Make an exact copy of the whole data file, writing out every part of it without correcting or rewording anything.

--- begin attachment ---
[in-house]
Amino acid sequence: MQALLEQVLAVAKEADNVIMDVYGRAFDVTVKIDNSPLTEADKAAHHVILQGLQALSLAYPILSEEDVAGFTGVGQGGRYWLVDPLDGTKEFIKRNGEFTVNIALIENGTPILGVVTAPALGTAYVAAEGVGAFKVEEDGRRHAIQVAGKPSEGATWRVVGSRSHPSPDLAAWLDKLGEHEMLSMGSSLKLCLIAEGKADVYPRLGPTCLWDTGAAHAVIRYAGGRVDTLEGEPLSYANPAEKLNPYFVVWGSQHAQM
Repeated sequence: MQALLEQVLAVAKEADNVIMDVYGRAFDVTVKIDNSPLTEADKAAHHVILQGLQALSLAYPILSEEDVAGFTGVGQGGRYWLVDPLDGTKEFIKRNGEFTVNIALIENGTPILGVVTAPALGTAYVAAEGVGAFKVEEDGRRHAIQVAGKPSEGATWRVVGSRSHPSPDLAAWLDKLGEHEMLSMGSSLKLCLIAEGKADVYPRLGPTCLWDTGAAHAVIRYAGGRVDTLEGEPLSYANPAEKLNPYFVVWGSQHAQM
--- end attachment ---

[in-house]
Amino acid sequence: MQALLEQVLAVAKEADNVIMDVYGRAFDVTVKIDNSPLTEADKAAHHVILQGLQALSLAYPILSEEDVAGFTGVGQGGRYWLVDPLDGTKEFIKRNGEFTVNIALIENGTPILGVVTAPALGTAYVAAEGVGAFKVEEDGRRHAIQVAGKPSEGATWRVVGSRSHPSPDLAAWLDKLGEHEMLSMGSSLKLCLIAEGKADVYPRLGPTCLWDTGAAHAVIRYAGGRVDTLEGEPLSYANPAEKLNPYFVVWGSQHAQM
Repeated sequence: MQALLEQVLAVAKEADNVIMDVYGRAFDVTVKIDNSPLTEADKAAHHVILQGLQALSLAYPILSEEDVAGFTGVGQGGRYWLVDPLDGTKEFIKRNGEFTVNIALIENGTPILGVVTAPALGTAYVAAEGVGAFKVEEDGRRHAIQVAGKPSEGATWRVVGSRSHPSPDLAAWLDKLGEHEMLSMGSSLKLCLIAEGKADVYPRLGPTCLWDTGAAHAVIRYAGGRVDTLEGEPLSYANPAEKLNPYFVVWGSQHAQM